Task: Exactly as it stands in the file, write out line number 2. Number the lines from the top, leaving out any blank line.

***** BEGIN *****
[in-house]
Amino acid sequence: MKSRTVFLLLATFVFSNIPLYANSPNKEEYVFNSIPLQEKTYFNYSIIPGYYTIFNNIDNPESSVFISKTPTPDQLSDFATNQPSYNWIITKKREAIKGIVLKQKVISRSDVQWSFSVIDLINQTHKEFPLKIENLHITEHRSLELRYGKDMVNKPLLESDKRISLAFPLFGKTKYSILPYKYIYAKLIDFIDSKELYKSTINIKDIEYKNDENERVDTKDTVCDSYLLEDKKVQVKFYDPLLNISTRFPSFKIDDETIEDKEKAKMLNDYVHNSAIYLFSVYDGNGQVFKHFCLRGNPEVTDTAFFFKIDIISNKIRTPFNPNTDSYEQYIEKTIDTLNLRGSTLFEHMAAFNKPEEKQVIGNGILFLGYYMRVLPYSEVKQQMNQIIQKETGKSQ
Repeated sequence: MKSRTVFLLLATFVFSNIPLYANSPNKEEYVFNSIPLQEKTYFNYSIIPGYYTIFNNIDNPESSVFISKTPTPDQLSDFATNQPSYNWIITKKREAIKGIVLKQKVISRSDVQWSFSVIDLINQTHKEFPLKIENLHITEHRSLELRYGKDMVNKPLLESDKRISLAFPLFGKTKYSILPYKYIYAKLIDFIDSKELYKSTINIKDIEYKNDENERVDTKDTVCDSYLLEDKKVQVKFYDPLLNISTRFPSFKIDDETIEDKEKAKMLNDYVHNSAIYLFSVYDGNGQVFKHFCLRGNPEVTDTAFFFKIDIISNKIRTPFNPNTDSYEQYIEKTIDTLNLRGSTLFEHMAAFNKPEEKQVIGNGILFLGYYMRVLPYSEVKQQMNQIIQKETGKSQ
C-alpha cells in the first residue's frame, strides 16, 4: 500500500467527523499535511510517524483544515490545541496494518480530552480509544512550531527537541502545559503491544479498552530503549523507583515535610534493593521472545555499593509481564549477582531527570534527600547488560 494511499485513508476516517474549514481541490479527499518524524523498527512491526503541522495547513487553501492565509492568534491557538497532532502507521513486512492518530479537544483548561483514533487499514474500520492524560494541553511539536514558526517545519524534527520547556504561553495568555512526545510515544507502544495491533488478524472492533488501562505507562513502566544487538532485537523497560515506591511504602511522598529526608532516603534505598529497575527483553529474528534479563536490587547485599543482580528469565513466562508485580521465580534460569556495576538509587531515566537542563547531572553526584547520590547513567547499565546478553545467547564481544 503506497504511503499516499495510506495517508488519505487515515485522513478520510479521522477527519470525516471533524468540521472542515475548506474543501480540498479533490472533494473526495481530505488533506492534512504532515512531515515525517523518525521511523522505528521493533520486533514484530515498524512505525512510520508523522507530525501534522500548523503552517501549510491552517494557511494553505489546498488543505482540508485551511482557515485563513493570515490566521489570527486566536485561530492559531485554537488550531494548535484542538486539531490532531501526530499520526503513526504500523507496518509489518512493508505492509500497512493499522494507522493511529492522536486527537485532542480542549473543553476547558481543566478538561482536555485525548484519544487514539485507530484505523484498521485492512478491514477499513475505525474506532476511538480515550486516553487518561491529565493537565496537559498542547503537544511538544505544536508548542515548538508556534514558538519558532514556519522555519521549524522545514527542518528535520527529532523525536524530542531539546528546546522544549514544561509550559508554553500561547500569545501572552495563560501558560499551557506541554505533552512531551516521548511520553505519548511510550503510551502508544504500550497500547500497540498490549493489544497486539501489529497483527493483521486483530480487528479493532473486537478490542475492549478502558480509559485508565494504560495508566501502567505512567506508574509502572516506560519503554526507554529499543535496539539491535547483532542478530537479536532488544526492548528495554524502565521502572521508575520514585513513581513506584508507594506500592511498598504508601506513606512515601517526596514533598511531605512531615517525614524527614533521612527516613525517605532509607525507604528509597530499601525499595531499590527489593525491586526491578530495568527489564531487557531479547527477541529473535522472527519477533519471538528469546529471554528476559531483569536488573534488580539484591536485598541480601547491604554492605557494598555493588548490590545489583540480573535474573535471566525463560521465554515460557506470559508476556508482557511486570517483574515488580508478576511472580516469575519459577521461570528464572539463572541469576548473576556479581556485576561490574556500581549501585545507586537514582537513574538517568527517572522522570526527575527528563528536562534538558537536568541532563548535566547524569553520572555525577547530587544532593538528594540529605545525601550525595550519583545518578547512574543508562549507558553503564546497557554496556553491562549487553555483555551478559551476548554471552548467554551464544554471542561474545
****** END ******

Amino acid sequence: MKSRTVFLLLATFVFSNIPLYANSPNKEEYVFNSIPLQEKTYFNYSIIPGYYTIFNNIDNPESSVFISKTPTPDQLSDFATNQPSYNWIITKKREAIKGIVLKQKVISRSDVQWSFSVIDLINQTHKEFPLKIENLHITEHRSLELRYGKDMVNKPLLESDKRISLAFPLFGKTKYSILPYKYIYAKLIDFIDSKELYKSTINIKDIEYKNDENERVDTKDTVCDSYLLEDKKVQVKFYDPLLNISTRFPSFKIDDETIEDKEKAKMLNDYVHNSAIYLFSVYDGNGQVFKHFCLRGNPEVTDTAFFFKIDIISNKIRTPFNPNTDSYEQYIEKTIDTLNLRGSTLFEHMAAFNKPEEKQVIGNGILFLGYYMRVLPYSEVKQQMNQIIQKETGKSQ